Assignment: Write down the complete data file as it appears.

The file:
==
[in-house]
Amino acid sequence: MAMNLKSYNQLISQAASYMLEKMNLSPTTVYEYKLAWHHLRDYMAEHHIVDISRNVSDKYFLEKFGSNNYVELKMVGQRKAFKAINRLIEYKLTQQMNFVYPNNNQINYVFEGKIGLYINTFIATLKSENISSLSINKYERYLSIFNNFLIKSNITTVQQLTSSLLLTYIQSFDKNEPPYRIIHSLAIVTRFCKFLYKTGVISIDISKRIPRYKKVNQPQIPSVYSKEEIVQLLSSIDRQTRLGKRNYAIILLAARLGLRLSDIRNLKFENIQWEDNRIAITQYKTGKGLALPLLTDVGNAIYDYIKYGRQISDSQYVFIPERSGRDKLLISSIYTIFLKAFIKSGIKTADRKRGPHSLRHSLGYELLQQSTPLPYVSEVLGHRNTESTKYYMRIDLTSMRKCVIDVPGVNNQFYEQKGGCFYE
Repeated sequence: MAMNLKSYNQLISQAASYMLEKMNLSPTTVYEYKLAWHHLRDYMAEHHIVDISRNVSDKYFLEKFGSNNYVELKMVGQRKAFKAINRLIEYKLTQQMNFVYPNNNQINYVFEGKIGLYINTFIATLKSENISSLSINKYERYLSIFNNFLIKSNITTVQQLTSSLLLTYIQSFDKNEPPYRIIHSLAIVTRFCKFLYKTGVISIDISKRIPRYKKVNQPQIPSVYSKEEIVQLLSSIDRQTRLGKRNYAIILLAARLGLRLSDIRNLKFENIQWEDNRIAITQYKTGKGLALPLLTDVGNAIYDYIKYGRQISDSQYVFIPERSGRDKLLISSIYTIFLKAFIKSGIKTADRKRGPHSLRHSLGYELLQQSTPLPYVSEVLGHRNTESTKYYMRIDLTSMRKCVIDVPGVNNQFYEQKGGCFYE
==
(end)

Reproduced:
[in-house]
Amino acid sequence: MAMNLKSYNQLISQAASYMLEKMNLSPTTVYEYKLAWHHLRDYMAEHHIVDISRNVSDKYFLEKFGSNNYVELKMVGQRKAFKAINRLIEYKLTQQMNFVYPNNNQINYVFEGKIGLYINTFIATLKSENISSLSINKYERYLSIFNNFLIKSNITTVQQLTSSLLLTYIQSFDKNEPPYRIIHSLAIVTRFCKFLYKTGVISIDISKRIPRYKKVNQPQIPSVYSKEEIVQLLSSIDRQTRLGKRNYAIILLAARLGLRLSDIRNLKFENIQWEDNRIAITQYKTGKGLALPLLTDVGNAIYDYIKYGRQISDSQYVFIPERSGRDKLLISSIYTIFLKAFIKSGIKTADRKRGPHSLRHSLGYELLQQSTPLPYVSEVLGHRNTESTKYYMRIDLTSMRKCVIDVPGVNNQFYEQKGGCFYE
Repeated sequence: MAMNLKSYNQLISQAASYMLEKMNLSPTTVYEYKLAWHHLRDYMAEHHIVDISRNVSDKYFLEKFGSNNYVELKMVGQRKAFKAINRLIEYKLTQQMNFVYPNNNQINYVFEGKIGLYINTFIATLKSENISSLSINKYERYLSIFNNFLIKSNITTVQQLTSSLLLTYIQSFDKNEPPYRIIHSLAIVTRFCKFLYKTGVISIDISKRIPRYKKVNQPQIPSVYSKEEIVQLLSSIDRQTRLGKRNYAIILLAARLGLRLSDIRNLKFENIQWEDNRIAITQYKTGKGLALPLLTDVGNAIYDYIKYGRQISDSQYVFIPERSGRDKLLISSIYTIFLKAFIKSGIKTADRKRGPHSLRHSLGYELLQQSTPLPYVSEVLGHRNTESTKYYMRIDLTSMRKCVIDVPGVNNQFYEQKGGCFYE